There is a scientific discipline called human factors and ergonomics (HF&E) which recognises the absolute certainty that human beings will make mistakes, and so seeks to design working systems and environments that work around our human nature to reduce the risk of error as far as possible.
Many safety-critical industries like aviation have wholeheartedly adopted HF&E engineering to protect their workforce and service-users from errors. When there is a significant event, the immediate assumption is that there must be a fault somewhere in the system that allowed gaps in the layers of error protection to align and allow a mistake to slip through - rather like the holes in layers of swiss cheese suddenly all lining up (get it?!)
Does any of this sound like what happens in the healthcare system? There is some talk of no-blame investigations and developing a culture of protecting whistleblowers. But in the midst of a locum session, where no induction in practice protocols has been made available, trying to see complex patients in 10 minute appointment slots, dealing with missing results and clinic letters and coping with repeated interruptions for queries from practice staff, it feels like primary care is light years behind being an ideal safe environment.
Many GPs are forced to work under these conditions to their great personal cost in terms of feelings of inadequacy, exhaustion and shame that they are not able to provide better care for their patients, even though the many factors that lead to this enforced underperformance are not directly under their control or responsibility.
This bias of seeking to find fault with individuals – ourselves and others – for wider systemic failings, often extends to our response to significant events.
There are many psychological, emotional, behavioural, logistic and perhaps legal reasons why it is easier to individualise blame for a significant event, and locums may be particularly vulnerable. But this approach misses the point and fails to examine the systemic and environmental factors that came together to contribute to the mistake and so condemns us and our patient to the same error in future.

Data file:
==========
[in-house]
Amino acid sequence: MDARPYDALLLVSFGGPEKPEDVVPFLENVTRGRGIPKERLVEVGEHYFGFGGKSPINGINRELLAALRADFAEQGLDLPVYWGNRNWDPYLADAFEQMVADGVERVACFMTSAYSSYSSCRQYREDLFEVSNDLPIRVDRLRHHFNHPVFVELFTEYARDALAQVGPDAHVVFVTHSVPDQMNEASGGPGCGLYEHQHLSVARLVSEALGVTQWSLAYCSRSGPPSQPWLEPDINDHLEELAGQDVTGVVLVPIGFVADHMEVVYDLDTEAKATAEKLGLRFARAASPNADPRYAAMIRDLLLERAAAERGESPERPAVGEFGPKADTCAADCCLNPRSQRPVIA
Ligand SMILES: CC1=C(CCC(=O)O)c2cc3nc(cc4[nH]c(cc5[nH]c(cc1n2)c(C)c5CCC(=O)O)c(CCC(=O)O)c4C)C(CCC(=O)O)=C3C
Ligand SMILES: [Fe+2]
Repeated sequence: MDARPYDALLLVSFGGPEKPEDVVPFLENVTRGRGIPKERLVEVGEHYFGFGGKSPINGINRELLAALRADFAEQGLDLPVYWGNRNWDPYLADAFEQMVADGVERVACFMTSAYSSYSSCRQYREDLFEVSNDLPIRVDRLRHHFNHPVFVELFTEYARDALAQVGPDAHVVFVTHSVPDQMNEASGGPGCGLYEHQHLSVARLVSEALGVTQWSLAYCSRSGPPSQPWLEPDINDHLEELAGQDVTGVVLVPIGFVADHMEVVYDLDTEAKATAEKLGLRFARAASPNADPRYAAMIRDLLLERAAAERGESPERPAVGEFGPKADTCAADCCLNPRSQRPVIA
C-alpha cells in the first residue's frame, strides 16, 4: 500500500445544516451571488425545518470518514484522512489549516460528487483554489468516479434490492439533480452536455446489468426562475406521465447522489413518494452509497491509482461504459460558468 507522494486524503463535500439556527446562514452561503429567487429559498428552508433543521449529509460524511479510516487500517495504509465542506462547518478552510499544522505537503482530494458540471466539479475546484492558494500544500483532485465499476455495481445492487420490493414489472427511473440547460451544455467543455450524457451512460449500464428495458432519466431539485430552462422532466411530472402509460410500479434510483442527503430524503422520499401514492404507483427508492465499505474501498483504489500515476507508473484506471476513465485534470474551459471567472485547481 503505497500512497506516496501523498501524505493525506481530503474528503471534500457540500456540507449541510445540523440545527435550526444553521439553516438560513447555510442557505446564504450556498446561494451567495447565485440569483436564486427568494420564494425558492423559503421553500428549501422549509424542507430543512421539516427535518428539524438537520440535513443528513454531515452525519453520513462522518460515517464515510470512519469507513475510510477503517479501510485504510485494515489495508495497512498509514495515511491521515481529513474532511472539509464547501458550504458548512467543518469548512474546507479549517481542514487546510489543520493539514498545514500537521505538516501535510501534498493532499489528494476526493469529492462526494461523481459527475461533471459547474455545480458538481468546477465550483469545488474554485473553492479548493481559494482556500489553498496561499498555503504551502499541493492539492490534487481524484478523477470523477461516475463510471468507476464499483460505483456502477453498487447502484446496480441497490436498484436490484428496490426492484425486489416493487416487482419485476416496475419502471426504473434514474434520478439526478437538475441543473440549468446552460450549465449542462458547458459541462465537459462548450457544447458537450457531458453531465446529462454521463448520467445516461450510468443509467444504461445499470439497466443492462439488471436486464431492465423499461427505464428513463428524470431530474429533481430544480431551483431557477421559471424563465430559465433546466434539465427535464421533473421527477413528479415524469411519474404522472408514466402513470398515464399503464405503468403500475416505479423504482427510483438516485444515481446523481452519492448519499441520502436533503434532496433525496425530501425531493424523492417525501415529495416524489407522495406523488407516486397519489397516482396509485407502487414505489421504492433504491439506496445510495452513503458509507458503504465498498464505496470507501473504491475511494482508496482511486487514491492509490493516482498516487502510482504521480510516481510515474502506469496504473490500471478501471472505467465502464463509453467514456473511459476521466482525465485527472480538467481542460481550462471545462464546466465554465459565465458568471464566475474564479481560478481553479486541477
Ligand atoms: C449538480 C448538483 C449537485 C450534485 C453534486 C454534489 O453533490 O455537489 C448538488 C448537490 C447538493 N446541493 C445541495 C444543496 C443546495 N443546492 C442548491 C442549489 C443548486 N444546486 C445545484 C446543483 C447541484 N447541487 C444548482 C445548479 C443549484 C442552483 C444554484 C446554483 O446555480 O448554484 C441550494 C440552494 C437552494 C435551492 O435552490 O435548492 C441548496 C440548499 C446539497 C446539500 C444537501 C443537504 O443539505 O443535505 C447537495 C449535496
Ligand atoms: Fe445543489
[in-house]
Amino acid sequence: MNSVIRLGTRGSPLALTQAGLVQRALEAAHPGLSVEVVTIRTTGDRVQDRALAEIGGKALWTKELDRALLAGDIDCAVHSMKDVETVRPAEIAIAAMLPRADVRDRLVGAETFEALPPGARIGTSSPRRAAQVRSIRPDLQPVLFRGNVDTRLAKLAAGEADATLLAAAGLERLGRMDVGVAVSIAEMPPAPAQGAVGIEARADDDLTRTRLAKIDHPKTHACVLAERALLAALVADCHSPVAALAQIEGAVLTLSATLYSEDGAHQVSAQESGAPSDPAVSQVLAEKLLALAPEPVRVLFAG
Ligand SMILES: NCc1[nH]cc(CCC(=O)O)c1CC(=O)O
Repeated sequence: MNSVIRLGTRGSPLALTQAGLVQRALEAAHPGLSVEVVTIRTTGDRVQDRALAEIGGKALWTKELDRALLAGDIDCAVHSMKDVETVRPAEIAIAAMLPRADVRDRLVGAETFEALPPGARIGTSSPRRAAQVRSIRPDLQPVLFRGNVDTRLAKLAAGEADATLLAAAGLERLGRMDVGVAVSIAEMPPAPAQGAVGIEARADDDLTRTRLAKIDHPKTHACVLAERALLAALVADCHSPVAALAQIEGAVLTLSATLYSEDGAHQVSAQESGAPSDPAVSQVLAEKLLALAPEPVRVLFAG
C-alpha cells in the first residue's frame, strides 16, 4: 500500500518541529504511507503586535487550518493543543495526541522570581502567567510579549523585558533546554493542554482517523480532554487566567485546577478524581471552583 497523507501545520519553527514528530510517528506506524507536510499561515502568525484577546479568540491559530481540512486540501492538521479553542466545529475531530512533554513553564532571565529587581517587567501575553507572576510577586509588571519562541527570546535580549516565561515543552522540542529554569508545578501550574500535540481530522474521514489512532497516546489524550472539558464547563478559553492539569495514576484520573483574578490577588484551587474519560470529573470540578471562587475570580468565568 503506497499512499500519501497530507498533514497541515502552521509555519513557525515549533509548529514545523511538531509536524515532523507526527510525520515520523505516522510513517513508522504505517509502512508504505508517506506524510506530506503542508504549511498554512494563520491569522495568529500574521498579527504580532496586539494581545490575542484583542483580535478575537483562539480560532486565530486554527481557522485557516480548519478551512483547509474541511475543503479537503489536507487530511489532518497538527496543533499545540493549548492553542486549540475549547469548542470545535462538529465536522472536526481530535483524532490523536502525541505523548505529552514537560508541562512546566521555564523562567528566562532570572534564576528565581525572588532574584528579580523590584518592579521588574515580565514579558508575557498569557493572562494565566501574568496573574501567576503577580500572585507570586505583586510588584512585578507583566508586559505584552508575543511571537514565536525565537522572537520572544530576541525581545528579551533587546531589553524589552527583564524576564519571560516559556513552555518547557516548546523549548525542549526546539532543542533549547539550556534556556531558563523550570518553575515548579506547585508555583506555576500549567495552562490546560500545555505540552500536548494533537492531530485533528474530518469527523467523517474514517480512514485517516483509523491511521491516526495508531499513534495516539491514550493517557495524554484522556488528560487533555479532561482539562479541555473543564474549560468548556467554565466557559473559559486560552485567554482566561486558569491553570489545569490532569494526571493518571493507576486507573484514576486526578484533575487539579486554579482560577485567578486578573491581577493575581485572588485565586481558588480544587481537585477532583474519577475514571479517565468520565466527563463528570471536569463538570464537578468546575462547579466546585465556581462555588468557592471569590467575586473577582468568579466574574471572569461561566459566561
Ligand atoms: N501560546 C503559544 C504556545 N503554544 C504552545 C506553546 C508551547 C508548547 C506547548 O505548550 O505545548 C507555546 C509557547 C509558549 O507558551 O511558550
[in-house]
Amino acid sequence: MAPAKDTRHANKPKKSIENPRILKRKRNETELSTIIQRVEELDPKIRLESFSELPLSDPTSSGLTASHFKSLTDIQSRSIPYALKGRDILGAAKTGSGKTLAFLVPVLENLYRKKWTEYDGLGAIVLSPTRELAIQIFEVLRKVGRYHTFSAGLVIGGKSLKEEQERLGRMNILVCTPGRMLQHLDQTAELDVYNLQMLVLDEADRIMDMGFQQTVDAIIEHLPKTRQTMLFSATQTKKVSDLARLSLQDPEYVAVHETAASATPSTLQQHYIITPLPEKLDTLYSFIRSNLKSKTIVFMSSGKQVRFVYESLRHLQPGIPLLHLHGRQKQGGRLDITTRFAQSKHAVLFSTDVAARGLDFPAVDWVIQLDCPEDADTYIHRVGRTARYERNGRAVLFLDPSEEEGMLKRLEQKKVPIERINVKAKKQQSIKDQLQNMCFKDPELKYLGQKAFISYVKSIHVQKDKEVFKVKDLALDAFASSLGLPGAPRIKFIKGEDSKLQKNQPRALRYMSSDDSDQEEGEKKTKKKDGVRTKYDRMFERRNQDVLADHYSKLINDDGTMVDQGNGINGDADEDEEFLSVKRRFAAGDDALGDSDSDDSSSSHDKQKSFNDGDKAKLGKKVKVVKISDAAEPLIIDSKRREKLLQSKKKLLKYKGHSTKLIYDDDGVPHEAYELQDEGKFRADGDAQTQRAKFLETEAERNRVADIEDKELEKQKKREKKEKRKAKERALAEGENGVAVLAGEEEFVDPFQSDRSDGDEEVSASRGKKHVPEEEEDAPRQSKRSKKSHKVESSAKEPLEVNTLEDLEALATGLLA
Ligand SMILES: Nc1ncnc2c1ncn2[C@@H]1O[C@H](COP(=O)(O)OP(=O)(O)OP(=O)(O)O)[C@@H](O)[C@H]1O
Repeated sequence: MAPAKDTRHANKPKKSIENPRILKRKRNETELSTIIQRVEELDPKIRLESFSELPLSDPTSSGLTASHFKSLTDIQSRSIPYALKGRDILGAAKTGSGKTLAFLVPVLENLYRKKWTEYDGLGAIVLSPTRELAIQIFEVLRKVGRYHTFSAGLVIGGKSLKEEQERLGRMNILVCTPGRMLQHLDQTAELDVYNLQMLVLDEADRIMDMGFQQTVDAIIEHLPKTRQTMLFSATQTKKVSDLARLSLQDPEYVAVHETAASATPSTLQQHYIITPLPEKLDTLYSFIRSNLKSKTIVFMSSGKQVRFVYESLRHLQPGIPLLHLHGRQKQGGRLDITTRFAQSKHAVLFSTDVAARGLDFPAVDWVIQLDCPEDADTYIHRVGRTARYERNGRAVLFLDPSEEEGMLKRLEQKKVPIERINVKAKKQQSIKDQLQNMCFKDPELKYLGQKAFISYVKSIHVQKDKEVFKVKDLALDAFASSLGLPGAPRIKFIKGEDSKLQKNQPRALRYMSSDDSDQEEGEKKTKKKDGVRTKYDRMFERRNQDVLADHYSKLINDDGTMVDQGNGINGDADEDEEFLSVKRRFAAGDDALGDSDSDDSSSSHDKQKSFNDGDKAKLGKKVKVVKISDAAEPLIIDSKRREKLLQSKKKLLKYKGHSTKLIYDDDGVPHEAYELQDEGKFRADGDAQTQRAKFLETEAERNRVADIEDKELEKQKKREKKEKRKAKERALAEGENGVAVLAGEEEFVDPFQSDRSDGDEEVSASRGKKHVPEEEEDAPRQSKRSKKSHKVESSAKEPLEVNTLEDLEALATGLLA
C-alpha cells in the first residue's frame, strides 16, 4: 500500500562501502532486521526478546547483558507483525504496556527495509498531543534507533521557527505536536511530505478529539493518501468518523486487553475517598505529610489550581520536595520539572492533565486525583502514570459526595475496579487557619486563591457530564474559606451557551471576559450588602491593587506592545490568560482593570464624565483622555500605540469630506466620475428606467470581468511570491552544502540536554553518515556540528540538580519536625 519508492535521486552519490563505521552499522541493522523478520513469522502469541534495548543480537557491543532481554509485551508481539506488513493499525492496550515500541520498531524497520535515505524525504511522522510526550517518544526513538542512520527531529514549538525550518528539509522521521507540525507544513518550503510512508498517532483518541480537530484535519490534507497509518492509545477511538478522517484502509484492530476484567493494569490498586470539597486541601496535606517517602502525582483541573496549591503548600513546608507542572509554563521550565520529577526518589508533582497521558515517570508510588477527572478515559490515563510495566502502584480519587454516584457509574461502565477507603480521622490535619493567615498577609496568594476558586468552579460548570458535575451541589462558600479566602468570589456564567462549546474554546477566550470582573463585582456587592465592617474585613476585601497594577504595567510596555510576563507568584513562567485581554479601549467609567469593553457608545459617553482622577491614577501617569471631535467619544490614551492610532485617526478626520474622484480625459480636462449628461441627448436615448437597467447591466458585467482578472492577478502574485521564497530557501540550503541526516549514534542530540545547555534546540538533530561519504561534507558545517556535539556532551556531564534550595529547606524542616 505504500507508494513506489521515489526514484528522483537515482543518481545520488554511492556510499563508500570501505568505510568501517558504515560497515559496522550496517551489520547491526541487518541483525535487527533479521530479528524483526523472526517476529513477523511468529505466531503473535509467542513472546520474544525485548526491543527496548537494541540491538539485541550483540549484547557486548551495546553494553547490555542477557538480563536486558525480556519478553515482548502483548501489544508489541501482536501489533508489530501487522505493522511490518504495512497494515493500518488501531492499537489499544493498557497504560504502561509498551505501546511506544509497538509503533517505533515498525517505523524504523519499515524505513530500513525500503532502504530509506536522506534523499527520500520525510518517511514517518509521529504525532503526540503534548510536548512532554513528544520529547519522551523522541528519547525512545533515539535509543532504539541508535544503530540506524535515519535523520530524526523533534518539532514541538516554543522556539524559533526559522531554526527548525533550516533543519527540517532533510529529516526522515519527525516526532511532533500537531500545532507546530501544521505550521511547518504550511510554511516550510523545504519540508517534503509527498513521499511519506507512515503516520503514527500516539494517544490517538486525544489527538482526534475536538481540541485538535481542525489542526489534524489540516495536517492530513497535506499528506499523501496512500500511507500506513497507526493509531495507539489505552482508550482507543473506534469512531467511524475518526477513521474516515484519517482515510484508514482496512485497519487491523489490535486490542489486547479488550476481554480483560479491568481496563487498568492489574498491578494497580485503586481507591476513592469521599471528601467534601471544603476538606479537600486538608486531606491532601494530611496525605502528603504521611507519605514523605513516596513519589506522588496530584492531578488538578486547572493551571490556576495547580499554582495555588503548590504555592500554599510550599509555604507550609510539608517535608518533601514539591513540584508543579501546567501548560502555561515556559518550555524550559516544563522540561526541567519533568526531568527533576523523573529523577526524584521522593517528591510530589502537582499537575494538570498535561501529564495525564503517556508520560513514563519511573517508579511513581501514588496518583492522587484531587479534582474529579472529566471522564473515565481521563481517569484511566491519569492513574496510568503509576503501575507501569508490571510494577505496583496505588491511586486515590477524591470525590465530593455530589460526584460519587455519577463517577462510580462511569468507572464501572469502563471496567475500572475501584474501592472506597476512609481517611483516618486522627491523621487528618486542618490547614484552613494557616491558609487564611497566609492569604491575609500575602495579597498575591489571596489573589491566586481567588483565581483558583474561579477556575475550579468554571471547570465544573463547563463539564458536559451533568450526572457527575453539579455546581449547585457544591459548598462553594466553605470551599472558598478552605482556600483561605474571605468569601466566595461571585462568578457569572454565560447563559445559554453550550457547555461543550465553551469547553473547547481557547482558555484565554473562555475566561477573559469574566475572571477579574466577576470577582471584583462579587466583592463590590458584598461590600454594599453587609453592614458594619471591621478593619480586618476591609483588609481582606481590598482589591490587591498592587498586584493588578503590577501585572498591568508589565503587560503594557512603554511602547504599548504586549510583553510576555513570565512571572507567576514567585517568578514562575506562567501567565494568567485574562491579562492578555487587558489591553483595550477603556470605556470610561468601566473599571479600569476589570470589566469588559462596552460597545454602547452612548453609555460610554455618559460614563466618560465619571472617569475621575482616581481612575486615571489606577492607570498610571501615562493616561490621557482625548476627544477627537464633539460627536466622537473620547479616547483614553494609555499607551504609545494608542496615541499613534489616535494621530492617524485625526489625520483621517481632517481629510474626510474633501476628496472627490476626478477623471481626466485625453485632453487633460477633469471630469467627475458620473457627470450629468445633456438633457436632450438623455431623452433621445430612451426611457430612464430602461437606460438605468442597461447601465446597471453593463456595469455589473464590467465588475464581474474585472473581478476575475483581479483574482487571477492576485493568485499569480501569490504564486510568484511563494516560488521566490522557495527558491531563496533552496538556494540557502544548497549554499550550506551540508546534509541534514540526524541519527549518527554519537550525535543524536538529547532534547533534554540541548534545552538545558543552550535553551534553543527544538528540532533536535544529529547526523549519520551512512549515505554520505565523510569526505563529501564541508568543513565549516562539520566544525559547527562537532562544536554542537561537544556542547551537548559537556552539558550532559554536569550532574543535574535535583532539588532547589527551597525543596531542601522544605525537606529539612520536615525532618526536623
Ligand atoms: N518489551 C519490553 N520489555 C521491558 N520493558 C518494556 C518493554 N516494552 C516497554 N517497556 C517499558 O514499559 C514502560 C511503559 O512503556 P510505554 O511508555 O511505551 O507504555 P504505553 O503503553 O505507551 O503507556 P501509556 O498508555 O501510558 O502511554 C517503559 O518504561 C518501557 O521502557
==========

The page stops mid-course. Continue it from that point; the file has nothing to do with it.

So if you are involved in a serious safety-related significant event, take a deep breath and think of Swiss cheese.
- Recognise your own emotional response to the event, be that shame, guilt, fear, anger, loss of confidence. Discuss these with a trusted colleague.
- Be aware of our tendency to disproportionately allocate blame to individuals, including ourselves, or being made to feel blame by others.
- Do not allow this to hamper your ability to think beyond the emotional to examine all the contributory factors.
- Mistakes rarely happen in a vacuum, and you may find that the process of enhanced significant event analysis, developed by NHS Scotland and crafted by NASGP into a series of templates as part of NASGP AppraisalAid, helps take you through this process.
Significant event analysis is not something you carry out in isolation. Ideally you would be involved in significant event analysis with the practice team in question. If this is not possible, going through the event with your GP locum group or chamber is of great value and can lead to real improvements, especially if you decide to changes as a group, thereby multiplying the impact of your significant event learning to others.
The NASGP enhanced significant event template could be your personal record of the event. Feel free to share it with the other people involved. It would be wonderful to spread this de-personalised, systems-based approach to dealing with significant events.
Sara was a salaried GP for 4 years, and has worked as a locum GP since 2001 in over sixty different GP practices. As well as NASGP’s appraisal and revalidation lead, and mother to twins, she is also the brains behind NASGP’s Practeus platform.
Sara’s an avid reader, especially fiction, history and trains (yes, trains); loves walking, pilates and beans on toast with cheese.